Sometimes, a little thank you can go a long way…
Never thought about writing a thank you note to an interviewer? You’re not alone. However, following-up after an interview can be a vital way of getting feedback in an increasingly competitive market, and one which 82% of recruiters say reflects well on applicant.
Here’s our interview thank you email template (that can also serve as a letter template), and how you can use it to seal the deal when finding your next role:
The simple answer is, because other candidates won’t.
By taking the initiative to keep a conversation with your interviewer going, you’re instantly setting yourself apart from the competition, and making yourself more memorable as a result.
At the very least, it’s a polite way to follow up proceedings and thank a recruiter for their time. And no matter how your interview went, impeccable manners are always a good look.
When should I follow up?
The faster you can get in touch, the better.
You don’t necessarily have to draft an email the minute you leave the room, but making sure you get back to them within a day should have the most impact, and ensure you’re kept front of mind when they start shortlisting candidates.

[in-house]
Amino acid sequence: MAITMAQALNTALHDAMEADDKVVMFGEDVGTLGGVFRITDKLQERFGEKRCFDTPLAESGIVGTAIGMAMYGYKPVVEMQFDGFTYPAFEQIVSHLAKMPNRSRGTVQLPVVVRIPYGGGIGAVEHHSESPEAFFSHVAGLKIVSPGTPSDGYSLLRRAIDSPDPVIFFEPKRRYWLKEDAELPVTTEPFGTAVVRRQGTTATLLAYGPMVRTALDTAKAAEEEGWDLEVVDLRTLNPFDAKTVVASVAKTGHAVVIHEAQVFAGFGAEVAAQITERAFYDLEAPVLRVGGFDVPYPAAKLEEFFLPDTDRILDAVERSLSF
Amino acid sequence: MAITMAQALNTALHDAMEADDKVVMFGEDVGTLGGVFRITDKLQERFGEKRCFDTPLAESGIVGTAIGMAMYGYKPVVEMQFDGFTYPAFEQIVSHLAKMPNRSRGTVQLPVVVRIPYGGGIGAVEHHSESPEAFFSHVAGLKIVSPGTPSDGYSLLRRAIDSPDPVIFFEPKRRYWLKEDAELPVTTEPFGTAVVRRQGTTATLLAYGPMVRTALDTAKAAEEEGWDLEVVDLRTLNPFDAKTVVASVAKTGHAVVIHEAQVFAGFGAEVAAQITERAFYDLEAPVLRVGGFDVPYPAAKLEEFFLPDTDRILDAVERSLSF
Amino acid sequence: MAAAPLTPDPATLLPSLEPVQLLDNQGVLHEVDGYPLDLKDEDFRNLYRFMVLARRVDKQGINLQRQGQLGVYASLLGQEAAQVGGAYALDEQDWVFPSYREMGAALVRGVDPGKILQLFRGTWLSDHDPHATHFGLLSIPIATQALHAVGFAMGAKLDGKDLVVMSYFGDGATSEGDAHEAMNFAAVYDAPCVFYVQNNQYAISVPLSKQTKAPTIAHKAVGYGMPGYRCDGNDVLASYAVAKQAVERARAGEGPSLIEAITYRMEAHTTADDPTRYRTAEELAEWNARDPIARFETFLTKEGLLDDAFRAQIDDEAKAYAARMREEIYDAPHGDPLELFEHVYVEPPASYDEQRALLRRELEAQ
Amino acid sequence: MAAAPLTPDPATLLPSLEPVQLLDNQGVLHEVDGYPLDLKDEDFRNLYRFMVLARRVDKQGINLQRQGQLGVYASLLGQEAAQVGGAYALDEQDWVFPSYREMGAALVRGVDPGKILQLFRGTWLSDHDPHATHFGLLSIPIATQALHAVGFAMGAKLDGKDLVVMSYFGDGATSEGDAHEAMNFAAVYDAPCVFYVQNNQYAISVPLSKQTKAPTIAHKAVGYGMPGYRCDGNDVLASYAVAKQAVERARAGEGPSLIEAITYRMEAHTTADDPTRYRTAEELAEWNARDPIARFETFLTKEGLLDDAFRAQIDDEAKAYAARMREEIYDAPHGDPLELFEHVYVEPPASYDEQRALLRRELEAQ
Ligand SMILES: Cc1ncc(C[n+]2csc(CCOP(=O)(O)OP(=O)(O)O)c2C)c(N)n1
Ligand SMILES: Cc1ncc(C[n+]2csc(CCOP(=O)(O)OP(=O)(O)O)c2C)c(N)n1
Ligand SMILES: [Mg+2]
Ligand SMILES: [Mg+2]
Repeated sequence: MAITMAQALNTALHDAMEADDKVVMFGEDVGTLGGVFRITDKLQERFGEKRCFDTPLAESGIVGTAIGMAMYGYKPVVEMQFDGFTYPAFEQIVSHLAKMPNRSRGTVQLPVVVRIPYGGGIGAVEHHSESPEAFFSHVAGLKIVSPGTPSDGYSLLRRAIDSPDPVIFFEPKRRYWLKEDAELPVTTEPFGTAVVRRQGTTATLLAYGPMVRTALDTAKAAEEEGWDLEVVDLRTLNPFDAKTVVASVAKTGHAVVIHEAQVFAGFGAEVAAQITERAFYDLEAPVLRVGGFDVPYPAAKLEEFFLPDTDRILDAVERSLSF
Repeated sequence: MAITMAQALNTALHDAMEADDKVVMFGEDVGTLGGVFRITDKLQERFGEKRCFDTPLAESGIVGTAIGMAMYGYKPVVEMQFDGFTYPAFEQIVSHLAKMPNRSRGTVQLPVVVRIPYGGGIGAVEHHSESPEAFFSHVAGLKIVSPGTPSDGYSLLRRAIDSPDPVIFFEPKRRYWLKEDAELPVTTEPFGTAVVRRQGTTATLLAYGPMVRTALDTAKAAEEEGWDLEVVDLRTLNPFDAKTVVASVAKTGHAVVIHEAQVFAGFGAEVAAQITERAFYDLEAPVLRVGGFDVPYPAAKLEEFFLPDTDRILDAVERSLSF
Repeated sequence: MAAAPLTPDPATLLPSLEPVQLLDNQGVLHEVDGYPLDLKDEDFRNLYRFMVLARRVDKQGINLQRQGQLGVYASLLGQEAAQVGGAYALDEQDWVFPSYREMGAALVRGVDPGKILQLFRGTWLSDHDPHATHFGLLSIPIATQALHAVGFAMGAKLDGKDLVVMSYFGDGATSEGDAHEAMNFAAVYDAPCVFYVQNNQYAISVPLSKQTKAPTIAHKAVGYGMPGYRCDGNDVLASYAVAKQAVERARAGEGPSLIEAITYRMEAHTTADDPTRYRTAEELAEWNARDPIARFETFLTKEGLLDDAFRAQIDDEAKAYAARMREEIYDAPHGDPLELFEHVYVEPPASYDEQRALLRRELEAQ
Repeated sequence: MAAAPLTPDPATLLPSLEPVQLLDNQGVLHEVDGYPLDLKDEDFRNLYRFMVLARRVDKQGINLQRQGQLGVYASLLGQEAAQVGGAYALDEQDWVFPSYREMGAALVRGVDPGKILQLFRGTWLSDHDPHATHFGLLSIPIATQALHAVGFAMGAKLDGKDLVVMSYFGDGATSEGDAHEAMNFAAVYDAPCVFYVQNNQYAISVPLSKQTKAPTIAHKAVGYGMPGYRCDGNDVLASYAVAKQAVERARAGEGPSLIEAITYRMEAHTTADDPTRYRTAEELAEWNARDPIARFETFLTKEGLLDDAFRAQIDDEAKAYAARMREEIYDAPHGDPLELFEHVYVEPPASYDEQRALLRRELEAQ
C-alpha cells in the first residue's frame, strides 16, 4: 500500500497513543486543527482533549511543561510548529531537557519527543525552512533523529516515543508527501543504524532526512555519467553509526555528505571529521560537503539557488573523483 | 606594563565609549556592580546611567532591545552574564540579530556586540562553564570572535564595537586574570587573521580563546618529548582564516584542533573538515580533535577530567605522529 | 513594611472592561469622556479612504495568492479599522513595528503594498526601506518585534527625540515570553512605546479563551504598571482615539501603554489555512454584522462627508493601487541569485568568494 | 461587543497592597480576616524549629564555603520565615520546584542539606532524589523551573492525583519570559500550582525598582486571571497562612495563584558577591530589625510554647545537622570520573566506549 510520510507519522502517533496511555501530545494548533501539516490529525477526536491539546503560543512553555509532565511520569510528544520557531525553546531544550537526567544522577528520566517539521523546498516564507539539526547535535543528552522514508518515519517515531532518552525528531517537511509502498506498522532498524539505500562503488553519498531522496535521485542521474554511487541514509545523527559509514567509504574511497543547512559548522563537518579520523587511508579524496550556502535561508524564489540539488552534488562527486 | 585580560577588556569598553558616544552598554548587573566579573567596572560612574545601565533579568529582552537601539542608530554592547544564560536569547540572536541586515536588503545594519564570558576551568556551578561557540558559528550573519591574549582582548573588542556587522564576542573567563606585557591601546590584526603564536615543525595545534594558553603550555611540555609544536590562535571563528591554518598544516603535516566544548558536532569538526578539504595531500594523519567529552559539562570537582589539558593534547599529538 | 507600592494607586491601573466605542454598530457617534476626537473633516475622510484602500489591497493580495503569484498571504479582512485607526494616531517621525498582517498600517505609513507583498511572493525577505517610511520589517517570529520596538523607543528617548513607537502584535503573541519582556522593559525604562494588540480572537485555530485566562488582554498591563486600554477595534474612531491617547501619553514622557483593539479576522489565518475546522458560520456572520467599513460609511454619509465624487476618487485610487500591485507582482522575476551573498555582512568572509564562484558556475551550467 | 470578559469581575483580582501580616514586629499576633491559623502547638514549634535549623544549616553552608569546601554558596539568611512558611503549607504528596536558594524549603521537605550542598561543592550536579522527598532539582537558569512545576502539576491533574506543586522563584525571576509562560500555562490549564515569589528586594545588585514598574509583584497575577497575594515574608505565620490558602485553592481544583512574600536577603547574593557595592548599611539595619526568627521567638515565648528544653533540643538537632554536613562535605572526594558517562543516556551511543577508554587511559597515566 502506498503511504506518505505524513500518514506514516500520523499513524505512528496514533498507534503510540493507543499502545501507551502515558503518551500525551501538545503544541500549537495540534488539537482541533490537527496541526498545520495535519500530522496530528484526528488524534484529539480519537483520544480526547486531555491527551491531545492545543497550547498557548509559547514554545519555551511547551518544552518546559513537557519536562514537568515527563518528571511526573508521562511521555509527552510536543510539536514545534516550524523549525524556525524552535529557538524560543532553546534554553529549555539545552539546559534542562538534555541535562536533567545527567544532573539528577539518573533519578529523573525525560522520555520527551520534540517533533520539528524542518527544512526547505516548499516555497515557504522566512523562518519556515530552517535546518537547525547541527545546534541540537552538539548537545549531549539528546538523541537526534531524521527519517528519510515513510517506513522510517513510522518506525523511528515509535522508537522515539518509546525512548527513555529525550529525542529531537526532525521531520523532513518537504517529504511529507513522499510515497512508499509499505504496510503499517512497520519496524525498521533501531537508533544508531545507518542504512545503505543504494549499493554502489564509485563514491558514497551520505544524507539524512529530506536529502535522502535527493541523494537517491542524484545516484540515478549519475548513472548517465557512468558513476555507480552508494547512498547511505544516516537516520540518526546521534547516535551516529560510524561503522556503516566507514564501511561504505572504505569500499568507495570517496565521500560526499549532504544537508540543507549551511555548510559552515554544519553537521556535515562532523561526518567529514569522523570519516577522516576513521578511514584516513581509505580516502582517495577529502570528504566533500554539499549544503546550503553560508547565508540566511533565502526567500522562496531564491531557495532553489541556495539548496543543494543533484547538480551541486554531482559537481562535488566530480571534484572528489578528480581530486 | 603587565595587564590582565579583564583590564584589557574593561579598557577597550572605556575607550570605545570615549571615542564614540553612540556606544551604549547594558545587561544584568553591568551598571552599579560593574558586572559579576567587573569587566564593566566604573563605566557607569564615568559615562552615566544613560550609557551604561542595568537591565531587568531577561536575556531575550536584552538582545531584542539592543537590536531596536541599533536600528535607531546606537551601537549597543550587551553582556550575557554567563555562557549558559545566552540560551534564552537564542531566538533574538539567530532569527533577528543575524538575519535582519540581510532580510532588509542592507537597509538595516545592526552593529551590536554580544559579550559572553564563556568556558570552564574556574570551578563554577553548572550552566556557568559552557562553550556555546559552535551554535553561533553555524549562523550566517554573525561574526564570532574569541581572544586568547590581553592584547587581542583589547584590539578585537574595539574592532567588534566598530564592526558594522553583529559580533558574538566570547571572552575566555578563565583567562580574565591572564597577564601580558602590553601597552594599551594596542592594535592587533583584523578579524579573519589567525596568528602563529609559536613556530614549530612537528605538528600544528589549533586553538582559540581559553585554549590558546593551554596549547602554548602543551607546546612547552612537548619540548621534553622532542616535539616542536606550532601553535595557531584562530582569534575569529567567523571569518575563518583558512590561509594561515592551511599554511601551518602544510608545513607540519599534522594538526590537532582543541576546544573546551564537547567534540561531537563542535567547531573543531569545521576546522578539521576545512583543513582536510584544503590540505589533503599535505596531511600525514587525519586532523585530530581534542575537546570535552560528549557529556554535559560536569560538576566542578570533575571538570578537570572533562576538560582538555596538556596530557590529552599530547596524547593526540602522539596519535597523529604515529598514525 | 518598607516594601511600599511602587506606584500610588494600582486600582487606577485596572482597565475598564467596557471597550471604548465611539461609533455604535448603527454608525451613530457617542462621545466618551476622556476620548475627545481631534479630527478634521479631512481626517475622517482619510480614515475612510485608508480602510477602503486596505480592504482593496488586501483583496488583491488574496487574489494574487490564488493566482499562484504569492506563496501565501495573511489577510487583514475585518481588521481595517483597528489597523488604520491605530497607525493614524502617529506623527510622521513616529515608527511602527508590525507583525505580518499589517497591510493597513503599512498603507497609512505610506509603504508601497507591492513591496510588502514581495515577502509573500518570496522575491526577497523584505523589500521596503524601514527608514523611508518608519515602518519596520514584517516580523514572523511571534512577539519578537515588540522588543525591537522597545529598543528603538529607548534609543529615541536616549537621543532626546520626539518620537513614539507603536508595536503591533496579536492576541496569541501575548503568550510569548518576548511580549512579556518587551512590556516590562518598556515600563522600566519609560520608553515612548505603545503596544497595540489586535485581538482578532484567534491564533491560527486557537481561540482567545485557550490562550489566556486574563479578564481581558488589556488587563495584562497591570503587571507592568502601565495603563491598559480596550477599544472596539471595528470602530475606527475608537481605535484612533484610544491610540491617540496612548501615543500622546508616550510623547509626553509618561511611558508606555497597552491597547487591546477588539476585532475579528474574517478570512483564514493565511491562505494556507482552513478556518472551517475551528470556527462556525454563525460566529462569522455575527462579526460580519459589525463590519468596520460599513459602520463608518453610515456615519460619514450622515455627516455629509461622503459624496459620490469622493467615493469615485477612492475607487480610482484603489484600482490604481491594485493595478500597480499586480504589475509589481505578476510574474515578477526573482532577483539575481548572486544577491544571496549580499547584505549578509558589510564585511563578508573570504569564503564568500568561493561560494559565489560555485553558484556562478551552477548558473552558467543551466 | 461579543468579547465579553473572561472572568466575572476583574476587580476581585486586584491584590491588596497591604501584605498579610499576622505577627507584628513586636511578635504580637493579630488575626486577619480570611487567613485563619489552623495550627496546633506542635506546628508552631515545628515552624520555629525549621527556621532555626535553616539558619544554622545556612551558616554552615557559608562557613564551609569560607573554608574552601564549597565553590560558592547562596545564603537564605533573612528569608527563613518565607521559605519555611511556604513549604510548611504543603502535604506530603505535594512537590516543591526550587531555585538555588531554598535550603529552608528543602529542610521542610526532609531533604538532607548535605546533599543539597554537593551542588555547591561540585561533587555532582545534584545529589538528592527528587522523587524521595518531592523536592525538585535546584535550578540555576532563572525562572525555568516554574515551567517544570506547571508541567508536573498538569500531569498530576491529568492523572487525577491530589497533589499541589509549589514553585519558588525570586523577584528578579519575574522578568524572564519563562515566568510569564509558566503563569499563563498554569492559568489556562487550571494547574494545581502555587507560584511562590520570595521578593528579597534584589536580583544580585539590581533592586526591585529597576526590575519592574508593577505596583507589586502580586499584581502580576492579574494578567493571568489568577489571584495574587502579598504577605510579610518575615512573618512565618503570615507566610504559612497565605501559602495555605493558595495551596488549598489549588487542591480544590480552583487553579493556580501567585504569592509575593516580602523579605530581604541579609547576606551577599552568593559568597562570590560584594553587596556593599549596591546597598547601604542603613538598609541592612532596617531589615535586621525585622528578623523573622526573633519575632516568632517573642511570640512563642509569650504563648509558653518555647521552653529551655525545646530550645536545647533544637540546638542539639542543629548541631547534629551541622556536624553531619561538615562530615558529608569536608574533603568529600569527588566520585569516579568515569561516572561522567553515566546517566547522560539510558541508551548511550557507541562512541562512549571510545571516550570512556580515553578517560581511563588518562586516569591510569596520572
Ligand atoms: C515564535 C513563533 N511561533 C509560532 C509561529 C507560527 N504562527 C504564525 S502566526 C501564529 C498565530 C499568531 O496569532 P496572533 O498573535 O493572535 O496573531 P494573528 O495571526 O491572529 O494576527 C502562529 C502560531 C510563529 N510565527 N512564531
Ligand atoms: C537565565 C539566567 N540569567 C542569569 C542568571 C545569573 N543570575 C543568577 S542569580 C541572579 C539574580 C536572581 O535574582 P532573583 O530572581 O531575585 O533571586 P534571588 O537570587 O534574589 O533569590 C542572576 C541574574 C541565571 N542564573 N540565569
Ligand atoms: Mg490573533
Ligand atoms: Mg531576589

If 24 hours just isn’t doable, getting back to them within a few days is probably the upper limit for a convincing thank you follow-up.
How long should it be?
If in doubt, keep it concise.
It’s a short note, not another cover letter. A few simple paragraphs are more than enough to get your point across, without boring your potential boss into submission.
What should I say?
The clue’s kind of in the name with this one. However, aside from a well-written thank you, there are a few other things you could choose to include.
Try reiterating the value you can add to the business, without being too pushy or trying to sell yourself too hard. Think of it more as a simple reminder about why you feel you’re right for the role.
You could also refer back to any points in the interview that the recruiter seemed to take particular interest in. Whether it’s a personal or professional point, showing that you’ve taken on board what they’ve said and remembered a specific question or conversation, can go a long way to impress.
It may also help jog their memory when making their decision.
Is there anything else I need to know?
Finally, always remember why it is you’re writing. It’s a thank you letter, not a sales pitch. So don’t come on too strong, or desperate to impress.
Also, never rule out the possibility of mistakes. Asking a friend or family member to check a few simple paragraphs may seem like overkill, but if you really want the role it’s time worth taking.
Keep it professional, polite and to the point. You can’t really go wrong.
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